Don’t you sometimes wish there was an app that could help you review something you’re studying by omitting what you already know while reviewing what doesn’t quite stick into your head? Enter Anki, an app which does exactly that.
Anki is extremely customisable, cross-platform and free to use (except on iOS). Once you master its extensive functionalities, this highly customisabile app offers a very, if not the most efficient way to study almost anything. In my case that’s mostly Japanese and Korean vocab and I highly recommend it to fellow Japanology students.
I can’t tell you how much I owe to this app. Thanks to its clever reviewing algorithms and the ScratchPad feature, which offers you an area on the screen where you can scribble and practice, before being shown the correct solution, I managed to memorise hundreds of words, ranging from grammatical particles to original anime titles, including that of the first real anime, Astro Boy (鉄腕アトム). Which is of course absolutely essential to know.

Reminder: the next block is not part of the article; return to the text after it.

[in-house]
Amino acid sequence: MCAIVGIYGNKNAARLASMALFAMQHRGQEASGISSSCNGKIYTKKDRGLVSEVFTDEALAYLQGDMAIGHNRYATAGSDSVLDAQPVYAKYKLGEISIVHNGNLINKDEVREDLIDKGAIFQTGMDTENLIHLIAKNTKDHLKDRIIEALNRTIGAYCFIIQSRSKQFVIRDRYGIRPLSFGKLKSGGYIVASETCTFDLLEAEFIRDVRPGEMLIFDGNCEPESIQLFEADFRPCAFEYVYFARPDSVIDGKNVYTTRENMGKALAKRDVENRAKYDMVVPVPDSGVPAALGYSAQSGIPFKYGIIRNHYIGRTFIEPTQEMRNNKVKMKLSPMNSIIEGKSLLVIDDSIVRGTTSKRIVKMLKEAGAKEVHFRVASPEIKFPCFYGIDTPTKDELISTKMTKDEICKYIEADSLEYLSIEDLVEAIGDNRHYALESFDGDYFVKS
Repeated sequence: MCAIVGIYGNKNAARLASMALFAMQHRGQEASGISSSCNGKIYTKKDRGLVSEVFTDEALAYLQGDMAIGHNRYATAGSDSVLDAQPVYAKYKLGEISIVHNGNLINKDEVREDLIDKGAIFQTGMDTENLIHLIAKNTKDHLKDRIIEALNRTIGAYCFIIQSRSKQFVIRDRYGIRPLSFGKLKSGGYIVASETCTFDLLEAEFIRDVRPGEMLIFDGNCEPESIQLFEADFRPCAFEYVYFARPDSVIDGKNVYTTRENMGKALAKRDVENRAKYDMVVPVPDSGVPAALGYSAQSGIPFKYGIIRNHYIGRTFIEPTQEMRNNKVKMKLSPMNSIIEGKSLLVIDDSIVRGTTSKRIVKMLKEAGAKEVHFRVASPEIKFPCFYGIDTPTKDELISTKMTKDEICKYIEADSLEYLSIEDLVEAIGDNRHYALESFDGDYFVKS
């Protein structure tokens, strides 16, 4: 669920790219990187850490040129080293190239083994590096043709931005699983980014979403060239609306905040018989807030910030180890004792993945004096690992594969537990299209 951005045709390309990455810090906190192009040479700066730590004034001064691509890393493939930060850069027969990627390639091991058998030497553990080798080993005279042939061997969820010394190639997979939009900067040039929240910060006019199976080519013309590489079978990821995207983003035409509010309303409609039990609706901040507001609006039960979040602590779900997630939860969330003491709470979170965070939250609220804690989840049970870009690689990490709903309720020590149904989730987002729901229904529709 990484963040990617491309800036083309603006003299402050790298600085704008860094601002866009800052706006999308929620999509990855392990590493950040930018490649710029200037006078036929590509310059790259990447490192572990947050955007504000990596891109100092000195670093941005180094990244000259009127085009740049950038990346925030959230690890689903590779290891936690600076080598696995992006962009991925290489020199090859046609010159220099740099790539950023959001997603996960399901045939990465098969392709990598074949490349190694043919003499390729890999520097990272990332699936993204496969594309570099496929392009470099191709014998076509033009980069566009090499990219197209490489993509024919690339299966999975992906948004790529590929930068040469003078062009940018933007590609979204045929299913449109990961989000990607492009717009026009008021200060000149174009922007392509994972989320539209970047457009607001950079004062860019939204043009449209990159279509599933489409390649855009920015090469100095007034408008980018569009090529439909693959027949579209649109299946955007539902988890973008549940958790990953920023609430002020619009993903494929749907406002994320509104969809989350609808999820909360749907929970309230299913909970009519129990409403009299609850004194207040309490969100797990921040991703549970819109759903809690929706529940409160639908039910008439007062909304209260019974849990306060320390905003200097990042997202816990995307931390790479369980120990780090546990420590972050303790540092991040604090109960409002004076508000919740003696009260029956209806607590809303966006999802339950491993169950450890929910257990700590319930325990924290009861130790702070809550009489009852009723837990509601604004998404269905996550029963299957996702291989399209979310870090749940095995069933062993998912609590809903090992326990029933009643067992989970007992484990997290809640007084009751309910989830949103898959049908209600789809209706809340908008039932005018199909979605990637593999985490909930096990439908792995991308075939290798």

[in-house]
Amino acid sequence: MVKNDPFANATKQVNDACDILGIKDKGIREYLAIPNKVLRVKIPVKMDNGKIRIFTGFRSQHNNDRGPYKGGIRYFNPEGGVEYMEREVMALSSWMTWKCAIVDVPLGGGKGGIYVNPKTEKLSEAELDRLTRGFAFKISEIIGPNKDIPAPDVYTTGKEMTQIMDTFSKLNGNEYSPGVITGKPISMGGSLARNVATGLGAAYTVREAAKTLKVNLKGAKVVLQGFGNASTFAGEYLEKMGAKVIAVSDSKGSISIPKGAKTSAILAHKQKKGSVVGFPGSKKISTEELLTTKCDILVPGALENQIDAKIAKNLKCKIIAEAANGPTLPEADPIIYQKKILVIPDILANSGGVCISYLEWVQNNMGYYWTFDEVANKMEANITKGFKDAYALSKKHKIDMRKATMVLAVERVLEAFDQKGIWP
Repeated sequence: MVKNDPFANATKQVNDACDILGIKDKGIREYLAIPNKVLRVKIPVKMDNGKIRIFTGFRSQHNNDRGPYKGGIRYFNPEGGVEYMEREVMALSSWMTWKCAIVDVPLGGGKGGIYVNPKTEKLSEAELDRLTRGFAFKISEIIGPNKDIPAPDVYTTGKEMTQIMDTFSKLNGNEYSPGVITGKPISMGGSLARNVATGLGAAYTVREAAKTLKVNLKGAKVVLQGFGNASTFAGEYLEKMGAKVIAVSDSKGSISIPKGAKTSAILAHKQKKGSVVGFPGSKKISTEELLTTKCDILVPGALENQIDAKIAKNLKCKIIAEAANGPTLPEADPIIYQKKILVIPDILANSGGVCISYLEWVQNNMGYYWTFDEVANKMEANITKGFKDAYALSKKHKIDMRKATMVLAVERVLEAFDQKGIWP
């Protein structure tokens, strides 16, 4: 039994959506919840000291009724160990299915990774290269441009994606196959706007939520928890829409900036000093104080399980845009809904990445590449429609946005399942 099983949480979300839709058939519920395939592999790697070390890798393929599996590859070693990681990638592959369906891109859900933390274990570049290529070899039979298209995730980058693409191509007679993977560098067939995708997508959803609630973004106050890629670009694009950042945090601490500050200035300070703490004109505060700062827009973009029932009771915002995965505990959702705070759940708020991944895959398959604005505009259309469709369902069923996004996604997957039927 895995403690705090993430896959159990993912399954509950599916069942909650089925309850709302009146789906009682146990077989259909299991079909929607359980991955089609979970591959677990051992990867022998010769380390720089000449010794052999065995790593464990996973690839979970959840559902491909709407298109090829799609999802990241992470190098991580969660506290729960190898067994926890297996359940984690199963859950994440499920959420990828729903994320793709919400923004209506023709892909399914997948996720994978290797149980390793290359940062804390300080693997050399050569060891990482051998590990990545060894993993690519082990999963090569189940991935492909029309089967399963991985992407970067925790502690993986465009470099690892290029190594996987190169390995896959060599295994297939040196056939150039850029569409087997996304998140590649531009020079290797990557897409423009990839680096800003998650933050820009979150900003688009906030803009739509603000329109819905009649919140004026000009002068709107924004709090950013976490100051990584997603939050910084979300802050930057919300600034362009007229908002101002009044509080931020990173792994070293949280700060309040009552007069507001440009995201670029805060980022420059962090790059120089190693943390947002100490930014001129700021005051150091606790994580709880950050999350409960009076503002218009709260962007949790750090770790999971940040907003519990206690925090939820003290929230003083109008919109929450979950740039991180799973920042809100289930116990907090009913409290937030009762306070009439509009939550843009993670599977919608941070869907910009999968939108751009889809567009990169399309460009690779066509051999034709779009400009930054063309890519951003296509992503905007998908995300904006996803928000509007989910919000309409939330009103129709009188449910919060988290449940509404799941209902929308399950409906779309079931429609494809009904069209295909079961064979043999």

Other great features include full font customisability, flash card lay-out that can be customised using CSS and html. The only caveat is that its effectiveness depends on your discipline: if used on a more or less daily basis, the study workload will remain low and you will be able to remember what you studied for much longer. If not, you might as well not use the app and study from your books or printed vocab lists instead.
Once you’ve downloaded the app, you’ll have to add a deck and cards. Anki’s official manual is very helpful and translated to many languages. Anki is updated regularly on all platforms, so it should work with no issue.
Download (Mac, iOS, Android, Windows, Linux)
(Since this is something some of my fellow students struggle most with, I’m also planning to make a tutorial post about using CSS and html to create an ‘ideal’ template for studying Japanese words, but also applicable to Korean and other languages.)